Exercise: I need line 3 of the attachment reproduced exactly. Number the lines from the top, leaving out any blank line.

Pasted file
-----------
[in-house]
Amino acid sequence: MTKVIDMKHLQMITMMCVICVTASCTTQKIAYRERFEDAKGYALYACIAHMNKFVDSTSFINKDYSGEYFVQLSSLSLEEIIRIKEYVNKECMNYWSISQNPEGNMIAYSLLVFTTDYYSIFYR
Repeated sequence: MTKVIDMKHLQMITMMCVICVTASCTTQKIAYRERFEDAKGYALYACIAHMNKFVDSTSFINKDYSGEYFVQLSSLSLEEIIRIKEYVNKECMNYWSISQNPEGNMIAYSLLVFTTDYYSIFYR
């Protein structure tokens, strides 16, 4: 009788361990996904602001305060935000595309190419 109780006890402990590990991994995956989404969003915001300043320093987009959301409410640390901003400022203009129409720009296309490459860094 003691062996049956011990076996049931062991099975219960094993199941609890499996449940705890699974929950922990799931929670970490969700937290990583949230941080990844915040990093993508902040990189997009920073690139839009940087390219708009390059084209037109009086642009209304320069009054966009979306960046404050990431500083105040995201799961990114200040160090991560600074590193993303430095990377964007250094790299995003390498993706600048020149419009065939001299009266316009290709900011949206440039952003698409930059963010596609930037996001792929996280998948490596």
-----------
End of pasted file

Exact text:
Repeated sequence: MTKVIDMKHLQMITMMCVICVTASCTTQKIAYRERFEDAKGYALYACIAHMNKFVDSTSFINKDYSGEYFVQLSSLSLEEIIRIKEYVNKECMNYWSISQNPEGNMIAYSLLVFTTDYYSIFYR